10. How often, if ever, is it necessary to go to the hospital for a fall or accident? Would you go if you fell skating or skiing? If you got hit in the head with a ball? What if you were in a car accident?

11. Do you feel you have any limits with regards to your heart beat? (I play squash and would want the freedom to get my heart rate to 180)

12. Did you ever lose sleep due to the clicking sound? How long before you got used to it?

13. On a scale of 1-10 how happy are you with your choice for mechanical valve?

14. Would you recommend someone in my shoes get a mechanical valve? (39 years old, severe regurgitation, bentall needed, dilated annulus and LV, can probably self manage INR responsibly, otherwise healthy, likes to travel, hike, eat everything, drink and consume a bit of cannabis occasionally, likes silence and might be irritated by the clicking).

Thanks in advance to everyone for the help in advance
Got the aortic mechanical valve in 1999 at age 66. Warfarin control is easy after a few weeks of using the Roche coagucheck meter. I test at home every 2 weeks and report on line. Range is INR 2.5 to 3.5. Average 3 MG warfarin daily and using 1 MG tabs for adjustments. Before coagucheck (managed by Biotel) I had to go to hospital lab once a month. If you're not on Medicare Biotel is expensive. Your cardiologist can get you on a more reasonable coagucheck program. So far no bleeding or stroke. Bottom line: I'm very happy with the mechanical aortic valve and warfarin management has been easy, especially with coagucheck home INR testing.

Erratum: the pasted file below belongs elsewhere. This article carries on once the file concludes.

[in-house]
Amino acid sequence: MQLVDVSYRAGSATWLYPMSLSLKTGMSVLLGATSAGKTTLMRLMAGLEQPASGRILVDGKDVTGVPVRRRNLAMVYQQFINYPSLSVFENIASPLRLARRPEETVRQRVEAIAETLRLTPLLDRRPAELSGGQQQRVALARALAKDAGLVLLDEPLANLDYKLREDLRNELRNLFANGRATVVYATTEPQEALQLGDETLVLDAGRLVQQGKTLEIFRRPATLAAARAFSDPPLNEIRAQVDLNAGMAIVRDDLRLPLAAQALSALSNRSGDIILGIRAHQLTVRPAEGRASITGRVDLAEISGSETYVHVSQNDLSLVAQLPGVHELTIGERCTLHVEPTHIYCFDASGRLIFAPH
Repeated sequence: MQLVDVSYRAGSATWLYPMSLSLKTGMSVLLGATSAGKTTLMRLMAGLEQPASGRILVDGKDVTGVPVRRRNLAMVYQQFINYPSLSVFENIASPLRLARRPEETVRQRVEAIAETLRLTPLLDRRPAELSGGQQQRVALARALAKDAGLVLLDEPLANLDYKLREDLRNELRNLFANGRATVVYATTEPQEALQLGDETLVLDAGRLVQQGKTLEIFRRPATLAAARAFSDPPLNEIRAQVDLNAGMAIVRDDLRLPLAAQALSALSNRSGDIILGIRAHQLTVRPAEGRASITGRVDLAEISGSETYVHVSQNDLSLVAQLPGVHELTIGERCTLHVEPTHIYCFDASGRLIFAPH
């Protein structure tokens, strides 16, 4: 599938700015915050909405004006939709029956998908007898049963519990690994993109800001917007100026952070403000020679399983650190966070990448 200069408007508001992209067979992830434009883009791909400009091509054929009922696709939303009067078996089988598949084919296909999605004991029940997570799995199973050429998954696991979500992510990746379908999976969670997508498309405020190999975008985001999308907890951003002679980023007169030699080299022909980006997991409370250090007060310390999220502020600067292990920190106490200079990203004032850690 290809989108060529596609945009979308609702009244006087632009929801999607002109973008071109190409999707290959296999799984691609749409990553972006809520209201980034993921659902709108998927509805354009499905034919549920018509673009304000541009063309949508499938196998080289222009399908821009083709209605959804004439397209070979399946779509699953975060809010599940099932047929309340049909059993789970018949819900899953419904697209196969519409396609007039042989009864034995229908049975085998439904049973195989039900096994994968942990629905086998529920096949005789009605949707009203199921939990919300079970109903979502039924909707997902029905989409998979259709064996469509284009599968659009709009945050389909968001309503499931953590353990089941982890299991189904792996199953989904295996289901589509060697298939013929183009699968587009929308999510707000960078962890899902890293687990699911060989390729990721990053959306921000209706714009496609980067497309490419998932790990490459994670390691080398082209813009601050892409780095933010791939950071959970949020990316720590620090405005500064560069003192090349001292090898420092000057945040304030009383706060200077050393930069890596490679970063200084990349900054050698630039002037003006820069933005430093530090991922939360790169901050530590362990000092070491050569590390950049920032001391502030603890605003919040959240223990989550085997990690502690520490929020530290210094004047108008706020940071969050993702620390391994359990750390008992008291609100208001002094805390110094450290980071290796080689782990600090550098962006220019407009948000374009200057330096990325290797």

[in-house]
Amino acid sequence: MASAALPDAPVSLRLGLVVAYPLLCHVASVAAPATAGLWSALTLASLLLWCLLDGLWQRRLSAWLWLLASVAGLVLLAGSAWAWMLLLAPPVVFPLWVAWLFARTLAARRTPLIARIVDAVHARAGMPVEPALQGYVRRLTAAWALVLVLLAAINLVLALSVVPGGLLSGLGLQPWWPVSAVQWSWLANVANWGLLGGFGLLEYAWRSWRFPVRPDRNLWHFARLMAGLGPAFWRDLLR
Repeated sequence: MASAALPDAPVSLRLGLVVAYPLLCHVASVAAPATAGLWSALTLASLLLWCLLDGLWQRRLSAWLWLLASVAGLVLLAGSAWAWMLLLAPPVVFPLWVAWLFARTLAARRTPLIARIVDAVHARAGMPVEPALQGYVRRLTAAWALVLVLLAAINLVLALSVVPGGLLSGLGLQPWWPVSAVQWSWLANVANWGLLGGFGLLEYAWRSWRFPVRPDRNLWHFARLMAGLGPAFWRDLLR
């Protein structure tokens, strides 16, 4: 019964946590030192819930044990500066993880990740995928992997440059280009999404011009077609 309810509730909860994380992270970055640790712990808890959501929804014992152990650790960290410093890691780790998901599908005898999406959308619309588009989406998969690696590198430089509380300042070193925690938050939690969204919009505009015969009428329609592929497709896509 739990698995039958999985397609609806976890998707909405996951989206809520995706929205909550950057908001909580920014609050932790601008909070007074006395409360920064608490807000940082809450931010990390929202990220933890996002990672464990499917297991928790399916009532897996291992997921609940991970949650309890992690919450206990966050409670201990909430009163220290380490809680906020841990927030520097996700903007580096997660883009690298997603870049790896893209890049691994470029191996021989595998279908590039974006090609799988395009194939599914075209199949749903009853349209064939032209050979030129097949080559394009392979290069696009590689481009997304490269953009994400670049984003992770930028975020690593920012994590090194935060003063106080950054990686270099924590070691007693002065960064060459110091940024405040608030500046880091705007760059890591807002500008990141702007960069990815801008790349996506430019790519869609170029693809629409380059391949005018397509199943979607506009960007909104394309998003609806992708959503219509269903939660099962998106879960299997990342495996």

sangfroid

Member
Joined
Nov 22, 2020
Messages
13
Got the aortic mechanical valve in 1999 at age 66. Warfarin control is easy after a few weeks of using the Roche coagucheck meter. I test at home every 2 weeks and report on line. Range is INR 2.5 to 3.5. Average 3 MG warfarin daily and using 1 MG tabs for adjustments. Before coagucheck (managed by Biotel) I had to go to hospital lab once a month. If you're not on Medicare Biotel is expensive. Your cardiologist can get you on a more reasonable coagucheck program. So far no bleeding or stroke. Bottom line: I'm very happy with the mechanical aortic valve and warfarin management has been easy, especially with coagucheck home INR testing. I've had 2 major surgeries. With gall bladder they lowered my INR to below 20, and with emergency hip surgery they repaired without lowering the INR.
 

pellicle

Professional Dingbat, Guru and Merkintologist
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Nov 4, 2012
Messages
11,032
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5. On a scale of 1-10, with 1 being annoying and 10 being no big deal, how would you rate the effect Warfarin has had on your day-to-day life?
hey, just a point, I edited my answer to this above and as I saw you'd liked it I can't be sure if you saw my edit.

The usual scale of 1-10 puts thing in the inverse to what you have said, (meaning 1 is not annoying 10 is annoying). I've now corrected my answer to reflect your actual question. That you've written it this way suggests your mindset is bent on it being annoying rather than making no assumption.

So I'm going to say if you go into it with the assumption that it'll be annoying you'll probably find that it is annoying.